We got a reader question from Tax Man (no known relation to or inspiration of The Beatles song) that I just couldn’t answer. And I generally have an answer for everything; if you don’t believe me, just ask my family. Let me provide the seemingly innocent and simple question followed by what I learned by not having an answer.
"Yesterday, I purchased a Samsung Blackjack windows mobile phone on Cingular. I’m just getting it set up beyond the basic phone stuff. I’m syncing with Missing Sync on my MacBook and I’m using Cingular’s
Xpress Mail to push mail from my go-daddy email account….I’m new to the non-touch smartphone devices. What are your suggestions for "must have" apps for this platform?"
Simple question that should be easily answerable, right? Not for me personally….
Over the past few years, I’ve answer this question or a derivative of this question countless times. There’s no lack of good smartphone software on the market and I know we’ve covered those apps in the past in our Smartphones and Windows Mobile categories. We’ll continue to cover them of course, but the question really hit me as I realized I run my T-Mobile Dash with practically no third party apps. There’s a couple of reasons for this; let’s get through some of the less interesting and more obvious ones.
Now that I have the Windows Mobile 6 upgrade on the Dash, I have a few more useful apps included automatically. I use the Windows Live Search quite often on the road to find the nearest hotspot or place to eat. The Internet Connection Sharing utility allows me to use the Dash as a modem without any hoops or third party software. Voice Command is also included now and works very well.
What have I installed and why at this point? I’ve sung the praises of Widsets before and they give me the quick ability to post my Twitter status or read RSS feeds. I could actually do both of those functions natively in Windows Mobile using Internet Explorer; in fact, I sometime do. I simply like the Widsets presentation better, which is why these widgets have stayed on the Dash. eReader is the only other bit of third party software but I don’t even need that, which gets to why I’m not putting apps on my Dash: by carrying around my UMPC everywhere I go, my smartphone usage habits have changed.
All day long within an arm’s reach, I have access to everything I need with the UMPC running Vista and supporting applications. I have eReader installed on the Q1P, which is why I alluded to not needing it on my smartphone. Let’s think about this for a second. My UMPC has an extended battery, which gets me a good five hours of constant use. With turning off the radios and using Sleep mode when not actively using the machine, I can spread that five hours of constant use into a full day of intermittent or as-needed use. I also have the standard battery charged and handy in a pinch, plus I’ve been known to turn the backlight off when using the UMPC to listen to music.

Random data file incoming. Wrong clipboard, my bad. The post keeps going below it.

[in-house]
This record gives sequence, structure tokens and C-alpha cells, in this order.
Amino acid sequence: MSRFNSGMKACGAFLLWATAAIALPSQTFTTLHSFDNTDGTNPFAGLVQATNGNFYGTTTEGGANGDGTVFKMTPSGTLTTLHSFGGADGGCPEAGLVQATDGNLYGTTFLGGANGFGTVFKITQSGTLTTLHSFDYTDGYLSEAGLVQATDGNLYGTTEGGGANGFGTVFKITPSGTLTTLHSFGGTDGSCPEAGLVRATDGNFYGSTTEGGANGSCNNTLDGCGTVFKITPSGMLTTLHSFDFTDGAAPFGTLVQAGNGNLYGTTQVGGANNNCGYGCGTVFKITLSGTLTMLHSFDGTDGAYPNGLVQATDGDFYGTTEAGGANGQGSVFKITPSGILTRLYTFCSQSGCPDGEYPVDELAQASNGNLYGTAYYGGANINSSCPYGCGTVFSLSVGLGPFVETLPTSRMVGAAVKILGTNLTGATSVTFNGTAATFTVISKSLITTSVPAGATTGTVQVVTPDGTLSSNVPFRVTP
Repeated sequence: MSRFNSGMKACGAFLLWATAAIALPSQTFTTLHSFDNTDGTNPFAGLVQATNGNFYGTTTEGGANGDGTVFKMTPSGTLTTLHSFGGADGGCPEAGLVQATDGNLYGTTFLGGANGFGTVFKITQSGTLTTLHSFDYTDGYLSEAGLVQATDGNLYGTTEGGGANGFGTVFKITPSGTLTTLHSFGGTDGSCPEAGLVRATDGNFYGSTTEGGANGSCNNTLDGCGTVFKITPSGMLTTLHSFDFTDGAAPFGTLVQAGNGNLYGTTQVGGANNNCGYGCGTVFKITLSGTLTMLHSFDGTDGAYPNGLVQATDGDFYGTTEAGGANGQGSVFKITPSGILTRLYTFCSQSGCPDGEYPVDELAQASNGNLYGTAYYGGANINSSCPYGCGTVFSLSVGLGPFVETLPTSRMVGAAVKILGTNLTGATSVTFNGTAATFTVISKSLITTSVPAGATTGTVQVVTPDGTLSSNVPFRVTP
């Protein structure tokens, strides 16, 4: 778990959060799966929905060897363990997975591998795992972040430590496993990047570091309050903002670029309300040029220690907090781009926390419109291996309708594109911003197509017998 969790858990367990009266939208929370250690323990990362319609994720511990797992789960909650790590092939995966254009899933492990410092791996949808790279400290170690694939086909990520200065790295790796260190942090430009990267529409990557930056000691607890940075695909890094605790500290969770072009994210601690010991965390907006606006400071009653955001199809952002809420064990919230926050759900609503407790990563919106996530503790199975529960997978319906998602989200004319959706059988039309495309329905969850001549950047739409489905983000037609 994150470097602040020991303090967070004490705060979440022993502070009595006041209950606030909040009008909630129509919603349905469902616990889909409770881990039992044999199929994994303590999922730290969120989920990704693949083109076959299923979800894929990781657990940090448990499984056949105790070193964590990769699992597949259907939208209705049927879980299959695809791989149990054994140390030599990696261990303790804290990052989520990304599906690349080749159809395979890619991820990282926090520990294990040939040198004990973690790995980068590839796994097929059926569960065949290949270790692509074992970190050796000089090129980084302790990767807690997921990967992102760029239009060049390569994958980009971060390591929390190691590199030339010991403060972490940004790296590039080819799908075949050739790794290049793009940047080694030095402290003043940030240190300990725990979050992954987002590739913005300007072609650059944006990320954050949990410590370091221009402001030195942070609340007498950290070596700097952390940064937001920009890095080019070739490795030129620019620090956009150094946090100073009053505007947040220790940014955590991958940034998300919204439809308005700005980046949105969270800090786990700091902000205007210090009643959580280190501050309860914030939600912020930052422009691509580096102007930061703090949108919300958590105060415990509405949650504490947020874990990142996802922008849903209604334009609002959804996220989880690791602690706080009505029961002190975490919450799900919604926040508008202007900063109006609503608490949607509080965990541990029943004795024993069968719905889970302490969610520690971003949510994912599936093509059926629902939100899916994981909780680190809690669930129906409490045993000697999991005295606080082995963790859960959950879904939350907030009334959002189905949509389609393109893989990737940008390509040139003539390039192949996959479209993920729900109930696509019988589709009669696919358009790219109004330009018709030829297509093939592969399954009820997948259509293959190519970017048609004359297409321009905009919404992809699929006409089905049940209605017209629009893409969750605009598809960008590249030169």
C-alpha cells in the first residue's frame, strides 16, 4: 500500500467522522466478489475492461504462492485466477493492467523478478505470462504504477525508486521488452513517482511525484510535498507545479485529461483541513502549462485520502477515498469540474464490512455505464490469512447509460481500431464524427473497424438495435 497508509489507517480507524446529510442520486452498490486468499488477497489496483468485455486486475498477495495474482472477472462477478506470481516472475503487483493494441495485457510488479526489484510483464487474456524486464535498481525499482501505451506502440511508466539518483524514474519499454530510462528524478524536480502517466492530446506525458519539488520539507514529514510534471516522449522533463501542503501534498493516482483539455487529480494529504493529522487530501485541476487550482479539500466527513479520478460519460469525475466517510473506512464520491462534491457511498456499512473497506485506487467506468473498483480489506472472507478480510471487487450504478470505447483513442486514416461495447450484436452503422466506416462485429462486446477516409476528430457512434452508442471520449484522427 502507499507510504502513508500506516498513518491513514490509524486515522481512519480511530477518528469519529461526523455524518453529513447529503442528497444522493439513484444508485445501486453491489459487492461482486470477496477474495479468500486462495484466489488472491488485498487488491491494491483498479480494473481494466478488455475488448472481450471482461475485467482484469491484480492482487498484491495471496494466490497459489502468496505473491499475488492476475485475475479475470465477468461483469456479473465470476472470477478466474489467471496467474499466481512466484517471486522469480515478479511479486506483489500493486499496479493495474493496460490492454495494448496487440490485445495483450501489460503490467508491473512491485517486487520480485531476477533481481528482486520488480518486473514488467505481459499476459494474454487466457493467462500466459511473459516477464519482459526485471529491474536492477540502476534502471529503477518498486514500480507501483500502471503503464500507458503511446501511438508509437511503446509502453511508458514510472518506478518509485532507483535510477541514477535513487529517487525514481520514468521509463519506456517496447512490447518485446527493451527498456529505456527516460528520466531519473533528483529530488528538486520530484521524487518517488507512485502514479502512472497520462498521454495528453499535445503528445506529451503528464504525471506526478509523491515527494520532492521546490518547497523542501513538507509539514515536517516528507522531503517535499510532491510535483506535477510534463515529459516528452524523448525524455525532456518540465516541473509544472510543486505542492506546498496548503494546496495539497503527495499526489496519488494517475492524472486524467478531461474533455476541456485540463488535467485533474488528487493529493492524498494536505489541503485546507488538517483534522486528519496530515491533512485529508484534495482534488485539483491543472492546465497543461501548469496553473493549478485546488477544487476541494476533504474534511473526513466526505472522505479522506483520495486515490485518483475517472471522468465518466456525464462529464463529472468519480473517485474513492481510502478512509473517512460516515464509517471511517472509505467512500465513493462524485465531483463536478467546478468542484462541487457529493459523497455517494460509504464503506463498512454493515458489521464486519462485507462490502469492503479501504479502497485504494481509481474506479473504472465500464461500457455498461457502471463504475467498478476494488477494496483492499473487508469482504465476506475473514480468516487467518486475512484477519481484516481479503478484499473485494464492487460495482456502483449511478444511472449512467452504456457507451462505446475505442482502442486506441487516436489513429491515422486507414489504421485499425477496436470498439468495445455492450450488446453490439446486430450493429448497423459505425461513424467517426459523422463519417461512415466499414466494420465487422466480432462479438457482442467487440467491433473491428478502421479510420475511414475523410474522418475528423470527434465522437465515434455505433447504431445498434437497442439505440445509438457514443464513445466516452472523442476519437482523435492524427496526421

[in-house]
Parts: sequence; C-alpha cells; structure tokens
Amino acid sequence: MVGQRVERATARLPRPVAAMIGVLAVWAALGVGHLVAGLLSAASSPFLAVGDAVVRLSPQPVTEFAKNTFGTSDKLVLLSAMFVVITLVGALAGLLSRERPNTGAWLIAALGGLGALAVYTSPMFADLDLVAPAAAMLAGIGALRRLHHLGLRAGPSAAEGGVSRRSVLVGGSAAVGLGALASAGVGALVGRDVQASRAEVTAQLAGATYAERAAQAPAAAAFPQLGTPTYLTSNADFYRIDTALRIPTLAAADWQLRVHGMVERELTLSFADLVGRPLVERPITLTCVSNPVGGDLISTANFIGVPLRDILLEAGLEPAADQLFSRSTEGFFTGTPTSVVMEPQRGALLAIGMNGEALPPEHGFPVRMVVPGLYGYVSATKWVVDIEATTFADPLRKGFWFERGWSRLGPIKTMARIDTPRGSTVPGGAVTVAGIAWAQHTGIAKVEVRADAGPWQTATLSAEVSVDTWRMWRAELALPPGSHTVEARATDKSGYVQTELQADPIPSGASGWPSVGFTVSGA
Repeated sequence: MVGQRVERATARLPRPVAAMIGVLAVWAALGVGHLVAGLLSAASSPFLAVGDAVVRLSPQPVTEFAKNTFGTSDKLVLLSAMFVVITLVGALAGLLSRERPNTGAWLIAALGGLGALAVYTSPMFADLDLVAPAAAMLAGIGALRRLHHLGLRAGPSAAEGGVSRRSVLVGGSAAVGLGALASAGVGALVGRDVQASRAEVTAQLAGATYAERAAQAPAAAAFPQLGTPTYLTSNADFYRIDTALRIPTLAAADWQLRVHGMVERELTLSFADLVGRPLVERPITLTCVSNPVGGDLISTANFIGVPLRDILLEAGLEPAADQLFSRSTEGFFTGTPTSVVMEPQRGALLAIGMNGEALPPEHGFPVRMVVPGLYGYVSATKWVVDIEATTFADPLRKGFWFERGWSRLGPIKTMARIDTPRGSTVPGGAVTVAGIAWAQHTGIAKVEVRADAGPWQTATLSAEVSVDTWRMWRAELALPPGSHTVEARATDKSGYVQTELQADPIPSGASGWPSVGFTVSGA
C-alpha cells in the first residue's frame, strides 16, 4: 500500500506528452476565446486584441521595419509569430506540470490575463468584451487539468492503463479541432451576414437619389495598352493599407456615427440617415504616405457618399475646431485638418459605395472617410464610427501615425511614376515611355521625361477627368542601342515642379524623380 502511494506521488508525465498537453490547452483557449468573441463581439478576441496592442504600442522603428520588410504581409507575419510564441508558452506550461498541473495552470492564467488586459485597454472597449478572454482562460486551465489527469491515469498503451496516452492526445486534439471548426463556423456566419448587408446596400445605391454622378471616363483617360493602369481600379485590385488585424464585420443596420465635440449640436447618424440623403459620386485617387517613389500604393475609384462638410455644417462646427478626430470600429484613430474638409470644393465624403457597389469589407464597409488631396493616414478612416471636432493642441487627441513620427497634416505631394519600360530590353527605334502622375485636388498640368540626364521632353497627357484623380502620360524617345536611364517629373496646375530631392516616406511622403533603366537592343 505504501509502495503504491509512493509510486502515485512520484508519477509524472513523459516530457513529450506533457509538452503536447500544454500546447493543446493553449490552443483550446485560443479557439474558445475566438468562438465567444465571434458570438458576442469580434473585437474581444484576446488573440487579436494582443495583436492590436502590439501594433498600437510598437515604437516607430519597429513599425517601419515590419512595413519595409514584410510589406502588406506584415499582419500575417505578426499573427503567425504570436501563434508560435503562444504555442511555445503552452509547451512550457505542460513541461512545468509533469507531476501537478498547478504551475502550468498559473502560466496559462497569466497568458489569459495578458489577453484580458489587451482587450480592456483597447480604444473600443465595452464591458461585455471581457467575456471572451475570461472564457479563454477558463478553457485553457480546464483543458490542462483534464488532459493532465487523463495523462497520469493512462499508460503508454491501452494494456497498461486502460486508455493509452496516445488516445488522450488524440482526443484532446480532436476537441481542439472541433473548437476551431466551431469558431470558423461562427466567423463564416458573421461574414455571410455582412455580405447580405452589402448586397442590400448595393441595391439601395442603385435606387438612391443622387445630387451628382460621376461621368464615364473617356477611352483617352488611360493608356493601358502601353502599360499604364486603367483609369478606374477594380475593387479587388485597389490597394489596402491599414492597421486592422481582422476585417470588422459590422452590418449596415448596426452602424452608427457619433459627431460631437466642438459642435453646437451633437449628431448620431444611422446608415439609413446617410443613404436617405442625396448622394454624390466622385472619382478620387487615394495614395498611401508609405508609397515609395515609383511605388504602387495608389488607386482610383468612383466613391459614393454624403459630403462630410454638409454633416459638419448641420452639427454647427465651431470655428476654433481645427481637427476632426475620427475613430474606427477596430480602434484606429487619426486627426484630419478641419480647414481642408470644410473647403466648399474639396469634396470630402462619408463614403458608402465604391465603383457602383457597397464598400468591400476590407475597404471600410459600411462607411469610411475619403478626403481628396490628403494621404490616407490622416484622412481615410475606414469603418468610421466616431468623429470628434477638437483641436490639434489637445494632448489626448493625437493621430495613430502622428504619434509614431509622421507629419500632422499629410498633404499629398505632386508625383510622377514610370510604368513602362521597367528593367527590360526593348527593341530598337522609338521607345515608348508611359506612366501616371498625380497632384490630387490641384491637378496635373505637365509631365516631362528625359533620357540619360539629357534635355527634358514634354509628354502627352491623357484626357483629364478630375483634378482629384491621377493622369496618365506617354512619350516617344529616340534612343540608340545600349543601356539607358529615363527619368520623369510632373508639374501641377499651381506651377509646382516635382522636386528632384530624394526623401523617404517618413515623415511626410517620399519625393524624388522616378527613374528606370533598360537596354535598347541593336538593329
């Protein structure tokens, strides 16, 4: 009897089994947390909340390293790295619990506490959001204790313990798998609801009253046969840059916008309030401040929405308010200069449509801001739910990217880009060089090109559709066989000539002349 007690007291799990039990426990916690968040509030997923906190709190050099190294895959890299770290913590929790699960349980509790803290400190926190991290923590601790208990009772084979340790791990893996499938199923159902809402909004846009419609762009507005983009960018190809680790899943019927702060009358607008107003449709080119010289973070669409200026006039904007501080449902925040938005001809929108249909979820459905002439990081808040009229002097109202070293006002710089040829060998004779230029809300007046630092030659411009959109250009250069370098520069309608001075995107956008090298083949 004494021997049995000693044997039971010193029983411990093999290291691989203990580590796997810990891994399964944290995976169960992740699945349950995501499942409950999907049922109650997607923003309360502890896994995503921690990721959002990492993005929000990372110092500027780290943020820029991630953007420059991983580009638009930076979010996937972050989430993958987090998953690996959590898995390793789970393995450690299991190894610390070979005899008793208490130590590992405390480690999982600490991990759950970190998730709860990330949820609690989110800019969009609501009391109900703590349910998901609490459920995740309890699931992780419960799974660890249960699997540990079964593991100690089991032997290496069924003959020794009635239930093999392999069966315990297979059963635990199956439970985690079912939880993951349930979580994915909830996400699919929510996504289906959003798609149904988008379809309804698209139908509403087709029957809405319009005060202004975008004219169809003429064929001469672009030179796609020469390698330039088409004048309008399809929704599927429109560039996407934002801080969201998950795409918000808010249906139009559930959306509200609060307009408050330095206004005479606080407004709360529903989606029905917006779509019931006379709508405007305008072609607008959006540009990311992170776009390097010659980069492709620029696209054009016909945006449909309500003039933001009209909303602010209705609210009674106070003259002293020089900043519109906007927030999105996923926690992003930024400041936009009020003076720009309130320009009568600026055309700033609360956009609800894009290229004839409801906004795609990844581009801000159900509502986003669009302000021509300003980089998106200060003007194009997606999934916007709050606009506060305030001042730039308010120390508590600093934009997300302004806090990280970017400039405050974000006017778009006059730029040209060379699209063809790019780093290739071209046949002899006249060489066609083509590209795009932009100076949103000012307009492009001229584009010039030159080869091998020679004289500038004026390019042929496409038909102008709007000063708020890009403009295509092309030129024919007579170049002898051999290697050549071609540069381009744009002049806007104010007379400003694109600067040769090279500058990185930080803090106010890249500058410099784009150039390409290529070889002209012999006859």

So what does that get me? Well, it certainly doesn’t get me a phone replacement because I can’t make calls from the device other than SkypeOut calls when I have connectivity. What it does get me is a much more powerful machine than a smartphone; one that might not have ‘instant on’ or ‘always on’, but 3 to 5 seconds to wake from Sleep is very tolerable. In fact, it’s a very small price to pay for a device that has so much more functionality.
I sincerely believe that this is why I haven’t loaded up my smartphone with applications. As I think back now, I’ve used a UMPC for a full year. In that year, I’d say I’ve installed less than 10 apps on my phone devices. In the year prior: I’d estimate that I installed at least five times that amount. My conclusion: based on my UMPC usage habits and needs, I’ve replaced much of what I used to do on a phone with what I now do on my UMPC.
Does this mean that smartphones and their apps are a dying breed? Can today’s UMPCs replace smartphones? Am I recommending that everyone buy a UMPC and never install an app on their phone again? No, no, and no. I’m just pointing out a paradigm shift in the way I personally use my devices because I hadn’t thought of it until Tax Man asked his question. How you use your devices and what devices you use is completely up to you; I wouldn’t have it any other way!
I’m anticipating the commentary about how quick and easy it is to view a schedule or read an e-mail on a Windows Mobile or other phone device. I don’t disagree and there’s definitely a strong market for the devices as they’re a good tool for that task. I still use my phone for e-mail in the appropriate situation and conditions and wouldn’t naively suggest otherwise. However, I wonder if my enlightenment is a personal paradigm or something that other UMPC owners are experiencing as well. Let me know!